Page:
By Tamiko Nimura
In July-August 2019, the National Convention of JACL (Japanese American Citizens League) met in Salt Lake City, Utah. Up for consideration was Resolution 3, “A Resolution of the National Council of the Japanese American Citizens League Relating To Recognition and Apology to Tule Lake Resisters.” An earlier draft of this letter was sent to the National JACL Offices and the authors of the resolution.
Dear Members of JACL,
I am a Sansei writing in support of Resolution 3, co-sponsored by the Pacific Northwest and Northern California/Western Nevada District Councils urging a resolution and apology to the Tule Lake resisters. As a direct descendant of Tule Lake resisters and incarcerees, as a community historian and scholar, and as a mother of Yonsei children, I urge everyone to consider voting for this important step towards healing.
I know about some of the good things that JACL can do. I am writing as a former member of the Berkeley JACL. In college, I became an active member and eventually I served as its Vice President after I graduated in 1995. As I began graduate school, I was the fortunate recipient of one of the National JACL scholarships, named for the Reverend John Yamashita. I continue to admire the community work of the Seattle and Puyallup Valley chapters where I live now.
I am not a member now. I have been working on Japanese American literature, community activism, and history for many years now, but I have been reluctant to rejoin JACL, given its stance on the Tule Lake resisters.
I am writing as the granddaughter of Junichi Nimura, the first Issei to be arrested at the Tule Lake segregation center in late February 1943 during the registration crisis surrounding the “loyalty questionnaire.” My grandfather was an eloquent speaker who believed firmly in the democratic ideals of the United States. Nevertheless, reports say that he urged young Nisei men to consider the consequences of the loyalty questionnaire, of serving in the armed forces for a country that imprisoned them and their families. For exercising his freedom of speech, he was imprisoned in Klamath Falls Jail, Sharp Park in San Francisco, and then Santa Fe, New Mexico. My father and his siblings did not know where he was or how to reach him for months. When my grandfather finally returned to camp from New Mexico, his one wish was to serve the people incarcerated with him at Tule Lake.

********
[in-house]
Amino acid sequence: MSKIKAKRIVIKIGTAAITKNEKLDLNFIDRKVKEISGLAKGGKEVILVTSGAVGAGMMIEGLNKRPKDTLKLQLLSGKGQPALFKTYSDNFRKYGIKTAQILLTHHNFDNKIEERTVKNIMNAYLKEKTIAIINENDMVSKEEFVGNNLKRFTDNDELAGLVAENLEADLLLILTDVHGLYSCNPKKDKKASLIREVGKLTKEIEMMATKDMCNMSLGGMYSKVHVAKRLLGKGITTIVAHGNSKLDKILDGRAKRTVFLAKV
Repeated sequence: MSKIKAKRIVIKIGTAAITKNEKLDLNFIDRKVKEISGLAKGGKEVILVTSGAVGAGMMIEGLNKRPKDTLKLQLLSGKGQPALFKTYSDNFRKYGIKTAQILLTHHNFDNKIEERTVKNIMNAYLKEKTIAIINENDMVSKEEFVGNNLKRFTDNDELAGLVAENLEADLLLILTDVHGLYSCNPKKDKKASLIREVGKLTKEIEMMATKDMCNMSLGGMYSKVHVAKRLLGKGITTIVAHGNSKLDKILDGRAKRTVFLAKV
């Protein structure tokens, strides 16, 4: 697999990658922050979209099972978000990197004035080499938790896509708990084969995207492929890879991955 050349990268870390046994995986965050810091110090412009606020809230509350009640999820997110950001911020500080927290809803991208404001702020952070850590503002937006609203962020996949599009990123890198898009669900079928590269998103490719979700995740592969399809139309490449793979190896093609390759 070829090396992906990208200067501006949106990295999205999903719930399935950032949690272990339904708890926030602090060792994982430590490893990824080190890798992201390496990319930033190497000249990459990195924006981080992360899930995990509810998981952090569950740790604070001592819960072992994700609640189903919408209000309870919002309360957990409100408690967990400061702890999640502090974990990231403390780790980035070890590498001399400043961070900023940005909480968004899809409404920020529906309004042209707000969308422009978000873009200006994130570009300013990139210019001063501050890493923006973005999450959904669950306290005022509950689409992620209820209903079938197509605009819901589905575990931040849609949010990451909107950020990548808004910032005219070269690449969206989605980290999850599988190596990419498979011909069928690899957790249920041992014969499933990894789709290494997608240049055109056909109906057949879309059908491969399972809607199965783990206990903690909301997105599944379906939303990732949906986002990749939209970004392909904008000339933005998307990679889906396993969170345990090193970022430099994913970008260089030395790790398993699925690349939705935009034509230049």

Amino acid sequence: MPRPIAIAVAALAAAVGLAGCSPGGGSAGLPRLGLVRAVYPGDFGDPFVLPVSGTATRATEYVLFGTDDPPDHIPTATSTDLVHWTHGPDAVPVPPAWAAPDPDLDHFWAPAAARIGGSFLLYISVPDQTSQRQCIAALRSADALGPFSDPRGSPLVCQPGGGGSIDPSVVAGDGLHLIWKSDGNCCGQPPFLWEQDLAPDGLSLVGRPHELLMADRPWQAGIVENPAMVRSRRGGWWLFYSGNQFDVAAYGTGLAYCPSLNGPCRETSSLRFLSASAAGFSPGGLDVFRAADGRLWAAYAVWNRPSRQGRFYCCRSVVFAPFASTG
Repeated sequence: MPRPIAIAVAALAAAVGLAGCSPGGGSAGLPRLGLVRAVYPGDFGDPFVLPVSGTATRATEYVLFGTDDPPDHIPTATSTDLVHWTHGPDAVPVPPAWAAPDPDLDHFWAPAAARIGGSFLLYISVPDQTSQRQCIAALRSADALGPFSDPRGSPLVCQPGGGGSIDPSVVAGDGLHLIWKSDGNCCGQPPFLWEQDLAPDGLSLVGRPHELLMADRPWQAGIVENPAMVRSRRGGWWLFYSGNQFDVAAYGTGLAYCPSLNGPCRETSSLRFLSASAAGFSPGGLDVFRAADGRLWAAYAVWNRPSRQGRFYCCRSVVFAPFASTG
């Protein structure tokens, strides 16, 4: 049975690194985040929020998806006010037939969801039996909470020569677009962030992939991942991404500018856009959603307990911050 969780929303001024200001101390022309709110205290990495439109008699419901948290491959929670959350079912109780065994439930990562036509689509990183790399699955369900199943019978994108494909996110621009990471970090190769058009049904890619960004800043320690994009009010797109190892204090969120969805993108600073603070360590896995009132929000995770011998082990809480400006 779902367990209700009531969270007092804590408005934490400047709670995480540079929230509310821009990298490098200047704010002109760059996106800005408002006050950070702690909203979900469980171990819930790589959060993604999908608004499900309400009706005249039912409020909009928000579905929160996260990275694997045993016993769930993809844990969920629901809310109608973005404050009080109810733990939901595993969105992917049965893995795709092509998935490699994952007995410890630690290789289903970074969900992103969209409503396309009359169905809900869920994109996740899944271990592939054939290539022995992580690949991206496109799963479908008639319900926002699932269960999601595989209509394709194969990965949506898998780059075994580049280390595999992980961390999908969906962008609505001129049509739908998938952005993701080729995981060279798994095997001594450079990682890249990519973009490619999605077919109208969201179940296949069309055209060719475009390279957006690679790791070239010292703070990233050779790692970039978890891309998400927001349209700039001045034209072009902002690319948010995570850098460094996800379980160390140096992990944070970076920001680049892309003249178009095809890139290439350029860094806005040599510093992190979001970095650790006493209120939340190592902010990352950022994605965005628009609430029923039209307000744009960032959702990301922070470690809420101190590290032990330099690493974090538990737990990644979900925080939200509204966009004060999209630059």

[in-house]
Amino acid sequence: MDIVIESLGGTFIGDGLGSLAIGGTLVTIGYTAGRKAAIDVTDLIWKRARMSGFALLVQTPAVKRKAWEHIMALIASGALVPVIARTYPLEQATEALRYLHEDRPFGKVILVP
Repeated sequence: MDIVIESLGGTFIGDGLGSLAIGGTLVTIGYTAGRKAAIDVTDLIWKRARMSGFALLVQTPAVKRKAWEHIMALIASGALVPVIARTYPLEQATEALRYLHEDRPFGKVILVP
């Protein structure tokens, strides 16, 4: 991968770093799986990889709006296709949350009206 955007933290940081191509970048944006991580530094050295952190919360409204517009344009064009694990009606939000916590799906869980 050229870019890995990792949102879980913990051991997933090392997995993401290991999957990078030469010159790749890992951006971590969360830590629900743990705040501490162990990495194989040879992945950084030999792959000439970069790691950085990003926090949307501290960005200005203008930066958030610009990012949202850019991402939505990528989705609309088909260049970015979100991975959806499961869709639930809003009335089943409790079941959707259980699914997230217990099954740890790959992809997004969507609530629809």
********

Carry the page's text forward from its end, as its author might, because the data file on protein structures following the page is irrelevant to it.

I write as the daughter of a Nisei man, Taku Nimura, and as the niece of my Nisei aunties, who were all young children at the time of the questionnaire. My father and his younger siblings were not of age to answer the questionnaire. My youngest aunts were 8 years old, 3 years old, and even a newborn in camp. But they nevertheless suffered the psychological consequences of being forcibly separated from their father Junichi when he was arrested.
I write as the niece of Hiroshi Kashiwagi, the “unofficial poet laureate” of Tule Lake, who was one of the very first Nisei to speak out about his experiences and to share them with Sansei at camp pilgrimages. I know that the stigma attached to Tule Lake and being a “no-no boy” stay with my uncle to this day. Together we worked on his first book, Swimming in the American, which was the first published memoir of a “no-no boy” and did not appear until 2004.
And I write as the co-author of the forthcoming graphic novel, We Hereby Refuse: Japanese American Acts of Wartime Resistance, which I am writing with documentarian Frank Abe. The two of us are collaborating with artists Ross Ishikawa and Matt Sasaki. As a scholar with renewed and intensive attention to Tule Lake’s history, I am learning a great deal. But I have come to understand a few things that I did not understand before.
First, I had not realized the multiple roles that JACL played before, during, and after the war. Some of the roles that JACL played, such as its involvement with Mitsuye Endo’s California State Employee case, were honorable. I had not known about the smaller legal acts of restitution that JACL worked for after the war. I understand that leaders tried to paint an unshakeable narrative of loyalty that would do as much good for the community as it could.
Given my family history, and my short but intensive study of Tule Lake history, though, I still believe that JACL leaders made a mistake in replicating and imposing the government’s definition of loyalty on Japanese Americans.